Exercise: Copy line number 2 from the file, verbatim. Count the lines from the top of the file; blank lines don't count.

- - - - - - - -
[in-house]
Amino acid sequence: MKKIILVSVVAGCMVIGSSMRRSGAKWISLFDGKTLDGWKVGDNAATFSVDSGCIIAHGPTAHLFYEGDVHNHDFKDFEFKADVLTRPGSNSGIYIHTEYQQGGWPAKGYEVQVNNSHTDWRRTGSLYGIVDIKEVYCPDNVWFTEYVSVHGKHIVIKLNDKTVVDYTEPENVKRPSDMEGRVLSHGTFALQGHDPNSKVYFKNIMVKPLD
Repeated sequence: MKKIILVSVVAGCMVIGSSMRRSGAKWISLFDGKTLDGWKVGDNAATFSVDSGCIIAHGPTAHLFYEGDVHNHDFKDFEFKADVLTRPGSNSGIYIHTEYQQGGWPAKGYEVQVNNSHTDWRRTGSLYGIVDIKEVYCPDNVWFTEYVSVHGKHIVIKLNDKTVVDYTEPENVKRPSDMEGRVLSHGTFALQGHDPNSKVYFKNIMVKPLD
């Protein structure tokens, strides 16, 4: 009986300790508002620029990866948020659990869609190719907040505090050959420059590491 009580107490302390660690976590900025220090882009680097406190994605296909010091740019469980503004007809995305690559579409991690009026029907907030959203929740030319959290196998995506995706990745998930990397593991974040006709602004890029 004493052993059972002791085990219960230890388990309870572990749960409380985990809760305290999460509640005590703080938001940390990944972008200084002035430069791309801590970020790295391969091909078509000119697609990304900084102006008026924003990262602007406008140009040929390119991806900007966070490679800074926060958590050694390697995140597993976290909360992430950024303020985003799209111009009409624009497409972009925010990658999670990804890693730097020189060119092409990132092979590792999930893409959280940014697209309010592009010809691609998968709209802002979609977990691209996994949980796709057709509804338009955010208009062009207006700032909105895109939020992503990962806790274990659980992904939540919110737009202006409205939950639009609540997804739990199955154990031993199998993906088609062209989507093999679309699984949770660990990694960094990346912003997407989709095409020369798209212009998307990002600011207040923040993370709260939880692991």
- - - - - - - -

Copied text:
Amino acid sequence: MKKIILVSVVAGCMVIGSSMRRSGAKWISLFDGKTLDGWKVGDNAATFSVDSGCIIAHGPTAHLFYEGDVHNHDFKDFEFKADVLTRPGSNSGIYIHTEYQQGGWPAKGYEVQVNNSHTDWRRTGSLYGIVDIKEVYCPDNVWFTEYVSVHGKHIVIKLNDKTVVDYTEPENVKRPSDMEGRVLSHGTFALQGHDPNSKVYFKNIMVKPLD